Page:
Thursday, 25 December 2008

cork oak drawing 1

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New Studio

Following a meeting that I had yesterday it now looks pretty certain now that I will be moving my studio and storage site away from the open terrace near the sea and up to a large warehouse near the Seirra Utera which is a bike ride away.

The warehouse's main purpose is to store furniture for people between homes, it also has a sales point. I've sorted out a cheap rate for a space against a wall and the WC shower room of about 3 metres x 2 metres and a storage unit that's about 2 x 2 x 1.5 metres. The space will be open at one side so I can view work from a gallery distance of about ten to twenty metres.

The space will allow me to work on finishing off some larger canvases and drawings as well as start to mount, stretch and store finished works. I can also start to be a bit more gestural and splash move pigments around. Also I can start to work on some of the larger commissions without resorting to diptychs etc.

I shall continue doing some work on the terrace but as you may know as boxes and frames etc start to mount up there becomes less space in the apartment to live. Everyone will be a little happier and I will find less and less task avoidance areas.

In any case my ork is about transition and I shall be working in an environment where peoples belongings are continously being stored securely, brought out and shipped around the world.

Monday, 22 December 2008

Autumn Cork Oak and Casares Bahia Painting

watercolour mixed media on paper 

Casares Painting, Autumn Cork Oak and Bahai stage 1

Antonio Machado
XI: Yo voy soƱando caminas

I go dreaming down roadways
of evening. Emerald pine-trees
golden hillsides
dusty oak-leaves!…
Where does this road go?
I go travelling, singing,
into the road’s far distance…
– evening falls slow –
‘I bore in my heart
the thorn of passion:
Drew it out one day
And my heart is numb.’

A painting gets done in a number of stages and one of the more exciting apects of this is that you never know what the next part or stage will bring. I've spent a good few weeks now, weather permitting walking through, sitting in, and drawing the forests. As I have done this gradually Automn has turned to winter. Unusally for me but not for the trees that I have been with of late, their leaves stayed on the branches and twigs. Though other trees around the cork oak and I changed their attire to Automn and either lost their leaves or changed them to vibrant yellows and browns for our enjoyment, we carried on with our conversation.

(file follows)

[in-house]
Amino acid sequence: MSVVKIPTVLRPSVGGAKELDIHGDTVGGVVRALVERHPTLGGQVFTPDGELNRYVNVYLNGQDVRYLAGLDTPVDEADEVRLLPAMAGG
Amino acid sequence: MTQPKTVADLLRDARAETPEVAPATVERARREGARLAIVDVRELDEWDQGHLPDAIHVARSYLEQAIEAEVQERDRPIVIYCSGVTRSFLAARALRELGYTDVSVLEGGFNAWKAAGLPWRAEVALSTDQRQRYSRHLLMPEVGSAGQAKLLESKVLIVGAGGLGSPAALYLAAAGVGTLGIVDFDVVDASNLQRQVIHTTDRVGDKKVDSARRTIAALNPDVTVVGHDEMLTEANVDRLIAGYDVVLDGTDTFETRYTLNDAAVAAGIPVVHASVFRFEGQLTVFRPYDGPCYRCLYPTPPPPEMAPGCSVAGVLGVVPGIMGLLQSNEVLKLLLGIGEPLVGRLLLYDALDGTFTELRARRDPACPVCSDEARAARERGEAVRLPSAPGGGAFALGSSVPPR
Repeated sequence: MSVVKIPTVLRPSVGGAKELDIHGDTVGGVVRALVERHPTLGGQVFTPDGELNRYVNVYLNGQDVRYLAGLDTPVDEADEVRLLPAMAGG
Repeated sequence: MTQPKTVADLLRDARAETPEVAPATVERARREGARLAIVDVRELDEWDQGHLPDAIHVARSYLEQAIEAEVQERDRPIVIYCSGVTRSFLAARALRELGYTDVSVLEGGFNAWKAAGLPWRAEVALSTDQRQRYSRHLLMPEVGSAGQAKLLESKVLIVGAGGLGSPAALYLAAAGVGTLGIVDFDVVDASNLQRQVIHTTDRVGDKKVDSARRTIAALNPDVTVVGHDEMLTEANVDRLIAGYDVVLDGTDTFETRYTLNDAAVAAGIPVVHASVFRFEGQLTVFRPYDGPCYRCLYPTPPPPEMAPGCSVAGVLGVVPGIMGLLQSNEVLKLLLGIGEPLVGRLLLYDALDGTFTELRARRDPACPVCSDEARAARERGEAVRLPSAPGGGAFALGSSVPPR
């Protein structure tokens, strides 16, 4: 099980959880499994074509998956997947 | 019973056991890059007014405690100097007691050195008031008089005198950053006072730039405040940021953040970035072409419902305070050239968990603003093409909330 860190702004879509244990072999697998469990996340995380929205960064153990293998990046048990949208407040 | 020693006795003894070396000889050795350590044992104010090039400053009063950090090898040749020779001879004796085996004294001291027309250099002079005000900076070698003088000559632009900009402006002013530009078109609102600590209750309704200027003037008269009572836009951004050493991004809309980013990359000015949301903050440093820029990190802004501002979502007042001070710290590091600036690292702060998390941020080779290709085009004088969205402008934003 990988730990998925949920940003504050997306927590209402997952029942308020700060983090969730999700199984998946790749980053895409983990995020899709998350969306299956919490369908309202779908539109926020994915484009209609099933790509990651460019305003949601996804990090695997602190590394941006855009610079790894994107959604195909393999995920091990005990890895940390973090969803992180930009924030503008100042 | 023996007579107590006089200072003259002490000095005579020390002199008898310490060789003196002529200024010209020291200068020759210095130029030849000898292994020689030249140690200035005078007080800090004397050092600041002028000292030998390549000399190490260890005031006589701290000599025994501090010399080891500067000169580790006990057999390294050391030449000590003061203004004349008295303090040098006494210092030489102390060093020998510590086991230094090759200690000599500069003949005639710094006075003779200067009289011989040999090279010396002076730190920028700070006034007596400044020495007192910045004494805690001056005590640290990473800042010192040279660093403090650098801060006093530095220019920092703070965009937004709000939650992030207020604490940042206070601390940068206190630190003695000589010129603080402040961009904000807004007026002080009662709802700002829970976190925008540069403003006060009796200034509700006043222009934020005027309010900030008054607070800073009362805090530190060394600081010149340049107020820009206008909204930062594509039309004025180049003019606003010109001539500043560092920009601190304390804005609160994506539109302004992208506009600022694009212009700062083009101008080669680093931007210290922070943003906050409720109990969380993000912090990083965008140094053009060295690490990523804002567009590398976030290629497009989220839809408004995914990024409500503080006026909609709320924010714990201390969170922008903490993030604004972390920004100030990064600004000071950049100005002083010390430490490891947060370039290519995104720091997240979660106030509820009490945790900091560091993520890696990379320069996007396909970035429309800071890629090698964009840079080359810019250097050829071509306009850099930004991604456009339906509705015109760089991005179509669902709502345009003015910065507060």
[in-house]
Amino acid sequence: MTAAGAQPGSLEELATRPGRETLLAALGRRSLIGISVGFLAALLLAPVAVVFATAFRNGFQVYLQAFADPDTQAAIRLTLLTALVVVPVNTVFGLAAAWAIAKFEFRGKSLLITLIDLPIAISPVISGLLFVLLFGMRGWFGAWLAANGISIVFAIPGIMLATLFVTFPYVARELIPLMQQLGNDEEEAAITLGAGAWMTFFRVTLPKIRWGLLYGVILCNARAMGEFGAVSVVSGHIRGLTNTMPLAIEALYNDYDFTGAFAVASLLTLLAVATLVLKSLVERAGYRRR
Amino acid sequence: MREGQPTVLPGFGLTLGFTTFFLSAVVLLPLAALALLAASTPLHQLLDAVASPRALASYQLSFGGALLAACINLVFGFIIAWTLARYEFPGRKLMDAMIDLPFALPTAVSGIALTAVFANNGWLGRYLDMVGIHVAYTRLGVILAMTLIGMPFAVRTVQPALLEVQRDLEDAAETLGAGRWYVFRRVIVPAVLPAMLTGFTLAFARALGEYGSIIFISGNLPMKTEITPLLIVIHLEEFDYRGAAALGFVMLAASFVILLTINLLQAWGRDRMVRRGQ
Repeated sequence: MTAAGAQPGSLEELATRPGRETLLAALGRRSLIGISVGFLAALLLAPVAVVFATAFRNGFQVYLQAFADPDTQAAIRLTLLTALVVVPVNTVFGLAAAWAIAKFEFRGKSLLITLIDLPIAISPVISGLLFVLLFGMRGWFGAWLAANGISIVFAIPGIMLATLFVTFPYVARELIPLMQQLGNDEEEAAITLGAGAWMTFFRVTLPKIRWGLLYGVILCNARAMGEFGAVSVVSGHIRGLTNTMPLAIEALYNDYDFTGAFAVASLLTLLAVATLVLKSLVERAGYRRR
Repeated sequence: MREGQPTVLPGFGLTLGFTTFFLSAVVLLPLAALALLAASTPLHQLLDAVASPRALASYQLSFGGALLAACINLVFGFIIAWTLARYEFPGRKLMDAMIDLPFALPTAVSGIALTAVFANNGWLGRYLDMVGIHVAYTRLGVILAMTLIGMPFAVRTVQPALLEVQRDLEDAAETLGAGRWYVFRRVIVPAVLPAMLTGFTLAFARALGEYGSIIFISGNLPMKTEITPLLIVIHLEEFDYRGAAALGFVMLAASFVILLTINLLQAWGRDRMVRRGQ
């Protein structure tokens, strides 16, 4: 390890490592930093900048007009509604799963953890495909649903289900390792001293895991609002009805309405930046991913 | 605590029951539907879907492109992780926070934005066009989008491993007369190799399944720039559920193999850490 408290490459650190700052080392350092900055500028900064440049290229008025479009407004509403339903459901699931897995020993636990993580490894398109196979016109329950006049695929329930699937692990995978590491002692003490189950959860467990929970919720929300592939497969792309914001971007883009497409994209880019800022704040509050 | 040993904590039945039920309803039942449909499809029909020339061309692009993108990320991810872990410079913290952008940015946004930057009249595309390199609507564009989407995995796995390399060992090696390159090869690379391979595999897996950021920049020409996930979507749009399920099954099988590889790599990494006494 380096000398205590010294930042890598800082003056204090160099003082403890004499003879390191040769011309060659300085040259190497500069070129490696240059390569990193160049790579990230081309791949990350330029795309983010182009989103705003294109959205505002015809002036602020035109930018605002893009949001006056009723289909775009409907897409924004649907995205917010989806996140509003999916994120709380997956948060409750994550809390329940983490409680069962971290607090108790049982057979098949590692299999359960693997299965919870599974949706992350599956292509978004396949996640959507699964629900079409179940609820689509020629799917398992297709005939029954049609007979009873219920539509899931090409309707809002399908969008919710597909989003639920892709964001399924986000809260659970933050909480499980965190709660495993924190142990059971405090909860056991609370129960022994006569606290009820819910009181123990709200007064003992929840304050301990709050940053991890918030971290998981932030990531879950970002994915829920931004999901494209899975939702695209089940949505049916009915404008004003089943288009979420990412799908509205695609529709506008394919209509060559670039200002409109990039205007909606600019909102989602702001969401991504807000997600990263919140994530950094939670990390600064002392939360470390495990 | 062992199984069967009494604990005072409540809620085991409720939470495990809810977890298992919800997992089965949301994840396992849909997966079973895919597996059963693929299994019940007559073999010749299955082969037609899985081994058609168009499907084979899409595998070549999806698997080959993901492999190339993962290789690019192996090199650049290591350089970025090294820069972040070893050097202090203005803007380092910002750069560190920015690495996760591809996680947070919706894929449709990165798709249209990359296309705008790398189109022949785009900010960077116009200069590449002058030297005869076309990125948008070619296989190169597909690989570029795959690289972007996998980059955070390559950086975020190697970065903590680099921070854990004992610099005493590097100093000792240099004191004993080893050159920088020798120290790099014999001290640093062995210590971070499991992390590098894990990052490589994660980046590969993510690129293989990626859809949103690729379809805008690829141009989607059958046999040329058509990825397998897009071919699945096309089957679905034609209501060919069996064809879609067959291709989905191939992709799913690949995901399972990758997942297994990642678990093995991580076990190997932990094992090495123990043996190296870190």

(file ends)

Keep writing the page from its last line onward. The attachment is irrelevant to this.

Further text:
Initially, as I began to work I stuck to large naturally formed pieces of chunky charcoal on large sheets of paper. Fighting with the wind to keep them clipped onto my drawing board.At the end of one long day I actually stopped the traffic on the main road as five of my best drawings on A2 sheets were picked up and sent whirling across the tarmac and stone service. I scampered after them trying desparatly not to crease or smudge the charcoal further. Using charcoal and natural materials felt the right thing to do, especially for this tree, the father of the forest and the provider of so much to so many.
You get to respect these Cork Oak guys as they wind their never ending branches wherever, irrespective of slopes or whatever else. On another day the grunting of three wild boar, two adults and a child came closer and closer and I held my breath until they had eaten enough acorns and passed upwind of where I sat. This chance meet was to be followed by a roe deer grazing with precision.
These sightings as always mark the close of the day and in the fading gloom of the forest the brightness of the sea down below acts a point of navigation.